What To Do After a Loved One Dies
- Posted on: Nov 21 2016
If you’ve been appointed an executor of a loved one’s estate, or a successor trustee, and that person dies, your to-do list such as planning the funeral, coordinating relatives coming in from out of town and (eventually) meeting with a qualified probate lawyer, can be quite overwhelming. First and foremost, take care of yourself during this emotional time.
To help you with the “business” end of things, here’s a quick checklist of crucial details that will make the trip to our office to handle the legal affairs easier. I know it can be difficult, but some of these things have a deadline, so make sure that you reach out sooner rather than later:
- Secure the deceased’s personal property (vehicle, home, business, etc.).
- Notify the post office.
- Get several copies of the death certificate. We recommend at least 3 copies. You’ll need them for upcoming tasks.
- Notify the Social Security office.
- Take care of any Medicare details that need attention.
- Contact the deceased’s employer to find out about potential benefits.
- Stop health insurance and notify relevant insurance companies. Terminate any policies no longer necessary. You may need to wait to actually cancel the policies until after you’ve “formally” taken over the estate, but you can often get the necessary paperwork started before that time.
- Get ready to meet with a qualified probate attorney. Depending on the circumstances, a probate may be necessary. Even if a probate is not needed, there is work that needs to be done to handle the assets of the estate properly. Here’s what you need to gather:
- The deceased’s will. If the original of the deceased’s will can’t be located, contact us as soon as possible and bring any copies you do have.
- A list of the deceased’s bills and debts. It’s often easier to bring the statements or the actual credit cards into the office rather than try to write out a list, but do whatever is easiest for you.
- A list of the deceased’s financial advisors, insurance agent, tax professional, and other professional advisors.
- A list of the deceased’s surviving family members, including their contact information. Even if they’re not named in the will, the attorney will need to know about everyone in the family.
- Cancel your loved one’s driver’s license, passport, voter’s registration, and club memberships.
- Close out email and social media accounts, and shut down websites no longer needed. Depending on circumstances, to take these steps, you may need to wait until you’ve “formally” taken over the estate, but you can often learn the procedures and be ready to take action.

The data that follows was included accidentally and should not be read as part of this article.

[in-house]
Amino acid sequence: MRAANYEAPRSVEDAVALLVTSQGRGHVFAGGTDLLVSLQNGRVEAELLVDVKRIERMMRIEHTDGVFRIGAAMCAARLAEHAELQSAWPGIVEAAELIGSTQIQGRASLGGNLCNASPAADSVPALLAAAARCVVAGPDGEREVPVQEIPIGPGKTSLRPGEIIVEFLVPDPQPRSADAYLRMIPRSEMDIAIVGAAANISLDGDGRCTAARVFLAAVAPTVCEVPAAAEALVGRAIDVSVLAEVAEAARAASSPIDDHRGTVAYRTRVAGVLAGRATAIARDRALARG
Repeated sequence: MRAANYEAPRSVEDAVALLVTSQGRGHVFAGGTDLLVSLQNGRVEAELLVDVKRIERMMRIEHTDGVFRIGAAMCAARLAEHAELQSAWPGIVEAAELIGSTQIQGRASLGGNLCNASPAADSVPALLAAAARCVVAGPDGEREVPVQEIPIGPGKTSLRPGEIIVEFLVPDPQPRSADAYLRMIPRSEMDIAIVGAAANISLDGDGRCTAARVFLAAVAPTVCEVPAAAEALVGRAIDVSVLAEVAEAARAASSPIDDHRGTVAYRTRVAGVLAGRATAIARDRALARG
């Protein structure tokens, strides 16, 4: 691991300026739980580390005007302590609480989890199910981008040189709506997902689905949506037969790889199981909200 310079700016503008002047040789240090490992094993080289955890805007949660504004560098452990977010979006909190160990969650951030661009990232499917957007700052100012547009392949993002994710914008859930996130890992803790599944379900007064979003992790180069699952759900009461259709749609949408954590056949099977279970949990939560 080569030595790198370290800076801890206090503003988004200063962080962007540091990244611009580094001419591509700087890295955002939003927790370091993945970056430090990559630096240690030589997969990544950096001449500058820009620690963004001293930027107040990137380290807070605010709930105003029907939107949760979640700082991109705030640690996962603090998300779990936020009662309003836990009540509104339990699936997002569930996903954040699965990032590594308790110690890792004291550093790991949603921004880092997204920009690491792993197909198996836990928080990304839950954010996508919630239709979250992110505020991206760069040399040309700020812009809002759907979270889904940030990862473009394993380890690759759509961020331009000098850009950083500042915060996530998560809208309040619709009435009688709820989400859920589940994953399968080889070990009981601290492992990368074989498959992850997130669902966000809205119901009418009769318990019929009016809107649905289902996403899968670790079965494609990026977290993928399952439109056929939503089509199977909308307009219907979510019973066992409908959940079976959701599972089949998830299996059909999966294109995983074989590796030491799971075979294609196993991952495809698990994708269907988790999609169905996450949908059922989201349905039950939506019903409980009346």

You may be thinking about handling all the paperwork yourself. It’s a tempting thought – why not keep things as simple as possible? – but a “DIY” approach to this process might cost you and your family dearly. Read on to understand why.
Consequences of Mishandling an Estate: Examples from Real Life
Example #1: Failing to disclose assets to the IRS. Lacy Doyle, a prominent art consultant in New York City, inherited a large estate when her father passed away in 2003. He allegedly left her $4 million, but she only disclosed fewer than $1 million in assets when she filed the court documents for the estate. Per the New York Daily News: “She opened an ‘undeclared Swiss bank account for the purpose of depositing the secret inheritance from her father’ — using a fake foreign foundation name to conceal her identity… [she also] didn’t report her interest in the hidden accounts — nor the income they generated — from 2004 to 2009.” As a result of these alleged shenanigans and Doyle’s failure to report the accounts to the IRS, she was arrested, and she now faces a six-yearprison sentence.
Example #2: Misusing power of attorney. Another famous case of an improperly handled estate involved the son of famous New York socialite, Brooke Astor. Her son, Anthony Marshall, was convicted of misusing his power of attorney and other crimes. Per a fascinating Washington Post obituary: “In 2009, Mr. Marshall was convicted of grand larceny and other charges related to the attempted looting of his mother’s assets while she suffered from Alzheimer’s disease. He received a sentence of one to three years in prison but, afflicted by congestive heart failure and Parkinson’s disease, was medically paroled in August 2013 after serving eight weeks.”
Some Key Takeaways
- Seek professional counsel to avoid even the appearance of impropriety when handling an estate.
- Bear in mind that errors of omission and accident can be costly – even if your intent was good. For instance, an executor who makes distributions from an estate too soon can get into serious trouble. An executor’s personal assets can wind up in jeopardy if his or her actions cause an estate to become insolvent or adversely impact another beneficiary’s assets.
- Even if you’re well organized and knowledgeable about probate and estate law, it’s surprisingly hard to anticipate what can go wrong. There are many ways to end up in hot water when you’re handling the estate of a loved one.
We’re here to help you steer clear of the obstacles and free you to focus on yourself and your family during this difficult time. Contact us for assistance. We can help you manage estate and trust related concerns as well as point you towards other useful resources.
Posted in: Estate Planning